The holiday season has rolled around again. Good: the tree-lighting ceremonies are held, donations to food banks and toy drives get a needed boost, nativity scenes (1st image) are set up by community churches. Bad: advertisers start setting all their sales pitches to Christmas carols (this one does make me laugh). decorative lights cause some house fires, and pranksters inevitably snatch baby Jesuses out of their mangers (although some are content to simply vandalize the displays, 2nd image). But several years ago, technology was used to thwart the thieves when GPS tracking devices were embedded in nativity scene figurines. After the baby Jesus had been stolen from the community center creche in Wellington, Florida, 2 years in a row, the signal from a GPS device allowed police in 2008 to track the life-size figurine to the home of a teenager who said he got it at a party and to charge an 18-year-old girl with the theft. GPS trackers are offered free to nonprofit and religious institutions by companies like Brickhouse Security in New York and SpyGadgets in Tucson to protect the centerpieces of their holiday displays. Dozens of churches and synagogues take up the offer every year. "People are very security conscious, and this is simply a precaution. It's sad...but it's the reality we're faced with," says Philadelphia-area rabbi Yochonon Goldman. who protects his religious displays with a GPS and a camera. Deborah Lauter of the Anti-Defamation League explains, "If Baby Jesus is removed, it tends to be seen as a prank. Vandalism or theft of a menorah is just more sensitive. You feel like you're really being targeted for your religion." So far, the high-tech gadgets have not been attached to live animal actors that abscond on their own.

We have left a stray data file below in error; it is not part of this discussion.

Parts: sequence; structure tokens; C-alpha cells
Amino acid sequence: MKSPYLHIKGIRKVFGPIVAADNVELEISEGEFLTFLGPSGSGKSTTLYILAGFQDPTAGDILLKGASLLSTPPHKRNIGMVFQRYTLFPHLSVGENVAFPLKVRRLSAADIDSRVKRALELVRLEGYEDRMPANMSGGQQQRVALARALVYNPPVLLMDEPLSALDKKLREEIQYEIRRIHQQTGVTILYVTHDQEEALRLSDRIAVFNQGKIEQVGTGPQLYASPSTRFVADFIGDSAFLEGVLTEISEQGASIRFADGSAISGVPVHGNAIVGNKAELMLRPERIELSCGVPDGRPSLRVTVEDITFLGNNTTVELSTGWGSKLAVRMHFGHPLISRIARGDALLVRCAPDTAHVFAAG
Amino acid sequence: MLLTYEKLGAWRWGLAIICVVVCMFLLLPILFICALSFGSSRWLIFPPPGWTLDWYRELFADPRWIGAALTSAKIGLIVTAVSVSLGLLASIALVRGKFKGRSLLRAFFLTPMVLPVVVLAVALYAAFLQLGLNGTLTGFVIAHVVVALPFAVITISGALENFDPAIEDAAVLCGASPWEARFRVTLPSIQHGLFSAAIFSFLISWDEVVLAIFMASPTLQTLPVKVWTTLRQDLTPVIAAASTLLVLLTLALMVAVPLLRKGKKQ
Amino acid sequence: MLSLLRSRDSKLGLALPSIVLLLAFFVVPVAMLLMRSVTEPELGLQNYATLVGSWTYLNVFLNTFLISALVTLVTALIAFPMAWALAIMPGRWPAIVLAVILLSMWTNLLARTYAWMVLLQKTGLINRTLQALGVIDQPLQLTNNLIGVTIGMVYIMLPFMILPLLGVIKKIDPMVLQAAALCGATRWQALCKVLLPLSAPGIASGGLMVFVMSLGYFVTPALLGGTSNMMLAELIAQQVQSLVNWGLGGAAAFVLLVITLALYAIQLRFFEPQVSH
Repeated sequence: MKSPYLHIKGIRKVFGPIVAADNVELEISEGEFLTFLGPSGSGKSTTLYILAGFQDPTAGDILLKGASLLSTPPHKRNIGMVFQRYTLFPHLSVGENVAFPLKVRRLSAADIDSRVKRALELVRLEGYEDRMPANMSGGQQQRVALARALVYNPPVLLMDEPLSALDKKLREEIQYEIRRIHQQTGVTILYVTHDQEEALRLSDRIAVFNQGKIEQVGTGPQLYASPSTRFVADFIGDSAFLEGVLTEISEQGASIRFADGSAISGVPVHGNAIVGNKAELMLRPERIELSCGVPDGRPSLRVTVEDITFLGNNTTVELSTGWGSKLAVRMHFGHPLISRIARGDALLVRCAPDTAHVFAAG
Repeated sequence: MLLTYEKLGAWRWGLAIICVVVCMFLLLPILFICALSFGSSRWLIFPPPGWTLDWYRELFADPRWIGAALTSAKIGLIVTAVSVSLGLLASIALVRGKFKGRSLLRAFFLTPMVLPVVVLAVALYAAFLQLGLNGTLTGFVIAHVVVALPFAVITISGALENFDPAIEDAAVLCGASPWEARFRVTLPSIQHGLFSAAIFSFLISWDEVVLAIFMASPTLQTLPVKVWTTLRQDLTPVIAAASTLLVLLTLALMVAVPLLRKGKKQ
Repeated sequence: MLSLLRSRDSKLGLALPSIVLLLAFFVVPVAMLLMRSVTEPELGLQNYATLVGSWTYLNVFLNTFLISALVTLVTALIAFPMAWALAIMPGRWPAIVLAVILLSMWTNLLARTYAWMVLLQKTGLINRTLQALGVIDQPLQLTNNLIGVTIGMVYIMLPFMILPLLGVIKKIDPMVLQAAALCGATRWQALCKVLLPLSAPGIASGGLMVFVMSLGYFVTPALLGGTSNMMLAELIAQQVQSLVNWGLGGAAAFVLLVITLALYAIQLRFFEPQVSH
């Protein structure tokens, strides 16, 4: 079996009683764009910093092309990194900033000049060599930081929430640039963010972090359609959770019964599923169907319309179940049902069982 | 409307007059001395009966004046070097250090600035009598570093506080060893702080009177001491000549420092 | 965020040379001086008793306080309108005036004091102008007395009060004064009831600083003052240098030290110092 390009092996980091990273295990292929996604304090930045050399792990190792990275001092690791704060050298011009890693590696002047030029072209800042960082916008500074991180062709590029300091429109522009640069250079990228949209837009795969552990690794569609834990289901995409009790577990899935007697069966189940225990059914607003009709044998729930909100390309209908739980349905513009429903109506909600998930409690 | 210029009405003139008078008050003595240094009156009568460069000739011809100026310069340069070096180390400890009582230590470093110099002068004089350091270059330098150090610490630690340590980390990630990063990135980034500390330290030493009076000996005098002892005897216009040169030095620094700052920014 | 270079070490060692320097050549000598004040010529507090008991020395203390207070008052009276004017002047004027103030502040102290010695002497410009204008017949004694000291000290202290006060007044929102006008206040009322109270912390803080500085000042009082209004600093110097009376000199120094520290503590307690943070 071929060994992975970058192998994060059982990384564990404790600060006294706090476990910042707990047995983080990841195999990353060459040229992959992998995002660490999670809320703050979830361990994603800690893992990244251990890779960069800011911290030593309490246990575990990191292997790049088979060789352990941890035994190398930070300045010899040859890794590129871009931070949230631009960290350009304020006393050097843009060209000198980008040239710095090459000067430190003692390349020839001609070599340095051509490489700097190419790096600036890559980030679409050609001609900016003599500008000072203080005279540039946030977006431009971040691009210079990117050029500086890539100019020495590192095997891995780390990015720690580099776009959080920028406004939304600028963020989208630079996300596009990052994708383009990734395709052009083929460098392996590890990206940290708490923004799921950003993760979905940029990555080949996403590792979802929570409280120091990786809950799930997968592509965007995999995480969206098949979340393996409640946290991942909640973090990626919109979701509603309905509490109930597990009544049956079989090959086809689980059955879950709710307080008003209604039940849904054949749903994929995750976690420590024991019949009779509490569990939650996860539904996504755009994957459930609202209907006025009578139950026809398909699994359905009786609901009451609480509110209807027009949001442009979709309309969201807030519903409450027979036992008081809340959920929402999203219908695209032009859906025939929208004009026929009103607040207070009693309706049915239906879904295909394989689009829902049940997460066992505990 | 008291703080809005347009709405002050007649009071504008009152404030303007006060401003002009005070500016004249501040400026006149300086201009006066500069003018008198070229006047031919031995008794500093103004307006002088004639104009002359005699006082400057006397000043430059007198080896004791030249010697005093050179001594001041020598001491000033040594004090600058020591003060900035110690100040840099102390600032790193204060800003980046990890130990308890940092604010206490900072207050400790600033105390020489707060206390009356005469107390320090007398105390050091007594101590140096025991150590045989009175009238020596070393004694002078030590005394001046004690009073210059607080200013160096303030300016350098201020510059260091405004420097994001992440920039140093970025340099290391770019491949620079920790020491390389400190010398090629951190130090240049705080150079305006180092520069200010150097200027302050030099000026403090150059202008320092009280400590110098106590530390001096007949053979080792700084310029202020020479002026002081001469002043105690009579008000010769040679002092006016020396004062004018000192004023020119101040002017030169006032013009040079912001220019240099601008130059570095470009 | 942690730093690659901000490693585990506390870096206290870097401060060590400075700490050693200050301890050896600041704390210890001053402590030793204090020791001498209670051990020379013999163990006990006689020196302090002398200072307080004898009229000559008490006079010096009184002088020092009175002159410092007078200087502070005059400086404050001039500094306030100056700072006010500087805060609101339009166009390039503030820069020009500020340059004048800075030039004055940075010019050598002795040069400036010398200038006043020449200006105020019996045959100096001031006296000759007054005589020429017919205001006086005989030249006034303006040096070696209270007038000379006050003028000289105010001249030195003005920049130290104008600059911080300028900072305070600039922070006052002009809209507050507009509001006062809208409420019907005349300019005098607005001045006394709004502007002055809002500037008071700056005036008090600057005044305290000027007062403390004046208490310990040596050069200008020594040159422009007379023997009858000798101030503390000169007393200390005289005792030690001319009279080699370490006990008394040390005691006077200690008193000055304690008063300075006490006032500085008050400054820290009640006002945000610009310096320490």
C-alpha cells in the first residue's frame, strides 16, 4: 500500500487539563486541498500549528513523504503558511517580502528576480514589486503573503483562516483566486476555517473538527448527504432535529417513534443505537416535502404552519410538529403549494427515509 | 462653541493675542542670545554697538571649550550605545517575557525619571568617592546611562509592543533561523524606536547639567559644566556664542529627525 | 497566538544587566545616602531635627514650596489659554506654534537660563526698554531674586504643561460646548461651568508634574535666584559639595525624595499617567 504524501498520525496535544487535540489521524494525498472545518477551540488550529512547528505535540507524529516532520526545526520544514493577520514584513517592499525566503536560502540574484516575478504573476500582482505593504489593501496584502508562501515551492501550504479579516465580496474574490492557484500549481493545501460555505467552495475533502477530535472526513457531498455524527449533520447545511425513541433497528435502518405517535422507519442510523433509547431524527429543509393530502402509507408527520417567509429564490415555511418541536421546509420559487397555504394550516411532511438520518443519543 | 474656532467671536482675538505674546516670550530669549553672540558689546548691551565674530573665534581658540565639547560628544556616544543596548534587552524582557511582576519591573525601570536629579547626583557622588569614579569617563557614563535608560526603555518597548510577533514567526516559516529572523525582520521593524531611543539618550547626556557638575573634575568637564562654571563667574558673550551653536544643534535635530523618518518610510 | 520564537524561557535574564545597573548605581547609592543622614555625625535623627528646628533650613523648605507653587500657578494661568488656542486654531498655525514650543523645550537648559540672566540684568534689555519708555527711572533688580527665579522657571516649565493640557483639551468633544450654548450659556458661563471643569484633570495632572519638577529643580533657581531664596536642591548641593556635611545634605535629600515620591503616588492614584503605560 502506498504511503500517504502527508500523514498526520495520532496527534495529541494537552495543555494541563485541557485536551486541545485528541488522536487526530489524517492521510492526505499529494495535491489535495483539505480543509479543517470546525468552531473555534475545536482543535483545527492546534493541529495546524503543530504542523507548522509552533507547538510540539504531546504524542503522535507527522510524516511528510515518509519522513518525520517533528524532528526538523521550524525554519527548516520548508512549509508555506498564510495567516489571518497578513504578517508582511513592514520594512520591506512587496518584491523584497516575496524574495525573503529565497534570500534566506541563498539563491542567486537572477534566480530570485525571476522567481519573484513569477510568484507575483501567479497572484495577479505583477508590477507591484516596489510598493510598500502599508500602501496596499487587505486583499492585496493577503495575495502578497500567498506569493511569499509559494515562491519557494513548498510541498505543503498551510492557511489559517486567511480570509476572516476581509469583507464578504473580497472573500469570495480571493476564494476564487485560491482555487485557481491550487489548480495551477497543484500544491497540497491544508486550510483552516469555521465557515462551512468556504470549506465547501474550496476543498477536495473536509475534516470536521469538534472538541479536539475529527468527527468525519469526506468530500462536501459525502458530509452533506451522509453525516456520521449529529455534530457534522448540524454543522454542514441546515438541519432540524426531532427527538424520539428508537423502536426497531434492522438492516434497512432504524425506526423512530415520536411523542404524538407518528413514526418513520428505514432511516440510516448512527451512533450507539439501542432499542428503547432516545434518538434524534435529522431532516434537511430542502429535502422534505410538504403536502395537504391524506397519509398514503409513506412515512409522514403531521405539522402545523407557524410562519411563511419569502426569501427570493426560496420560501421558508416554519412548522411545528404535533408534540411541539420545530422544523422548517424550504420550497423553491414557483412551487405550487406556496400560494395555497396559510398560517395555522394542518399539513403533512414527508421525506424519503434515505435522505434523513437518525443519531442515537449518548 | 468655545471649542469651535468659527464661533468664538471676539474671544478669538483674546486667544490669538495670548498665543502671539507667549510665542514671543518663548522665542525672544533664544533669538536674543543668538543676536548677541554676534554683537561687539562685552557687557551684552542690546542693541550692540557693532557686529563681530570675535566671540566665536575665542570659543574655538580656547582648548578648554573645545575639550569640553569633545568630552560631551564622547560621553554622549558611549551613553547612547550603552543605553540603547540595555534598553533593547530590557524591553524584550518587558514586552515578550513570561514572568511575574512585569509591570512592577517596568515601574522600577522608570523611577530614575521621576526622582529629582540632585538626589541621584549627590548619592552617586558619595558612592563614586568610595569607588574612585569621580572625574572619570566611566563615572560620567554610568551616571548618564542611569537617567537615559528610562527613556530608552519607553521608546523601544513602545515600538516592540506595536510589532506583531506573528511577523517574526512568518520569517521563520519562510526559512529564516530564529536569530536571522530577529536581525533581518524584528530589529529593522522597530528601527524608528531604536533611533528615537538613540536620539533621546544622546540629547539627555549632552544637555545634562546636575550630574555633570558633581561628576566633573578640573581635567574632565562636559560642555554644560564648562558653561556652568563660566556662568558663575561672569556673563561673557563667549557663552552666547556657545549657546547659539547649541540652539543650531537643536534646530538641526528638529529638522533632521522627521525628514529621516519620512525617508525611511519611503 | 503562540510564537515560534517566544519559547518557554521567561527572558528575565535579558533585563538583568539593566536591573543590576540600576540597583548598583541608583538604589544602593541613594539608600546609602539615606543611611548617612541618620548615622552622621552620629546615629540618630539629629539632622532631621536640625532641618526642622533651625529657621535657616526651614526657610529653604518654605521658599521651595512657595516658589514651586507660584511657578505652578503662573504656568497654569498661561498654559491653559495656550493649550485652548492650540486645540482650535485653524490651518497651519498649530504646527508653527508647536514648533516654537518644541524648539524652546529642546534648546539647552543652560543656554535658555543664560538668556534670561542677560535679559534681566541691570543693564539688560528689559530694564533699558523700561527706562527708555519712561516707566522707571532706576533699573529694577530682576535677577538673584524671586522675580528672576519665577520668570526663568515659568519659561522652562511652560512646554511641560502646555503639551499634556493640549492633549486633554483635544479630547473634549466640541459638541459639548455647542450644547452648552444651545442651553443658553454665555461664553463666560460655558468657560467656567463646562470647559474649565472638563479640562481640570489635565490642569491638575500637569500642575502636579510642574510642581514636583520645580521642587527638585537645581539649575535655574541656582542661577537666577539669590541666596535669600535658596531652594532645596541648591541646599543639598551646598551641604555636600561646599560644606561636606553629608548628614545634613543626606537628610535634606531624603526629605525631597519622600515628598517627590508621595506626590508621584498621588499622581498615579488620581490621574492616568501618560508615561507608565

c/o Walter Reed Army Medical Center
6900 Georgia Avenue,NW
Washington , D.C. 20307-5001